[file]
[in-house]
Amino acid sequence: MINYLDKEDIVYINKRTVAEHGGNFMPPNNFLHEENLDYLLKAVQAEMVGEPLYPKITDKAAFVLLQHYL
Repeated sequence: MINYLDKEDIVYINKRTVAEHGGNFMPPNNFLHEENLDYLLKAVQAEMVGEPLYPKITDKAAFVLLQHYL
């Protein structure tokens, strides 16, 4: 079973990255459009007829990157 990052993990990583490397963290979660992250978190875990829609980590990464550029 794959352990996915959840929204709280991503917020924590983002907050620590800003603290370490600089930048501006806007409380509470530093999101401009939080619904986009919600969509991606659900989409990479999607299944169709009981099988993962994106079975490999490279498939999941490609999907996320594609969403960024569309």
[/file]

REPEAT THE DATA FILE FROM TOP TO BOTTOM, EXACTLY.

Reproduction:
[in-house]
Amino acid sequence: MINYLDKEDIVYINKRTVAEHGGNFMPPNNFLHEENLDYLLKAVQAEMVGEPLYPKITDKAAFVLLQHYL
Repeated sequence: MINYLDKEDIVYINKRTVAEHGGNFMPPNNFLHEENLDYLLKAVQAEMVGEPLYPKITDKAAFVLLQHYL
């Protein structure tokens, strides 16, 4: 079973990255459009007829990157 990052993990990583490397963290979660992250978190875990829609980590990464550029 794959352990996915959840929204709280991503917020924590983002907050620590800003603290370490600089930048501006806007409380509470530093999101401009939080619904986009919600969509991606659900989409990479999607299944169709009981099988993962994106079975490999490279498939999941490609999907996320594609969403960024569309």